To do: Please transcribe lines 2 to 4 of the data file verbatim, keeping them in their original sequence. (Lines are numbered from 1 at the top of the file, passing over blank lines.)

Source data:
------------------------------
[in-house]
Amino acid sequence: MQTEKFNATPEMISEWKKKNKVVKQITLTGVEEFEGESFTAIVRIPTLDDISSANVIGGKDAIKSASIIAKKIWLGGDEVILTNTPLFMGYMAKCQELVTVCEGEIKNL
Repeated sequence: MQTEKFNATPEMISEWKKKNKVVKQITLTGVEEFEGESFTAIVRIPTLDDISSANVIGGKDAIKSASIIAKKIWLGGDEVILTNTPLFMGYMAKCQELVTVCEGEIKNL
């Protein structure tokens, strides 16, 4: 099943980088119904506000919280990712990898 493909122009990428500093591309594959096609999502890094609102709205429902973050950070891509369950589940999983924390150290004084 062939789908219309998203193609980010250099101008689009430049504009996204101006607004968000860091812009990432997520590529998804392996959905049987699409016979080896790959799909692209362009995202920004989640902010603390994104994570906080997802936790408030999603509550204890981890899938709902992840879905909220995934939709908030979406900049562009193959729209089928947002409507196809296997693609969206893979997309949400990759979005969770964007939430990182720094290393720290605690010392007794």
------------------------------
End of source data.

Amino acid sequence: MQTEKFNATPEMISEWKKKNKVVKQITLTGVEEFEGESFTAIVRIPTLDDISSANVIGGKDAIKSASIIAKKIWLGGDEVILTNTPLFMGYMAKCQELVTVCEGEIKNL
Repeated sequence: MQTEKFNATPEMISEWKKKNKVVKQITLTGVEEFEGESFTAIVRIPTLDDISSANVIGGKDAIKSASIIAKKIWLGGDEVILTNTPLFMGYMAKCQELVTVCEGEIKNL
């Protein structure tokens, strides 16, 4: 099943980088119904506000919280990712990898 493909122009990428500093591309594959096609999502890094609102709205429902973050950070891509369950589940999983924390150290004084 062939789908219309998203193609980010250099101008689009430049504009996204101006607004968000860091812009990432997520590529998804392996959905049987699409016979080896790959799909692209362009995202920004989640902010603390994104994570906080997802936790408030999603509550204890981890899938709902992840879905909220995934939709908030979406900049562009193959729209089928947002409507196809296997693609969206893979997309949400990759979005969770964007939430990182720094290393720290605690010392007794």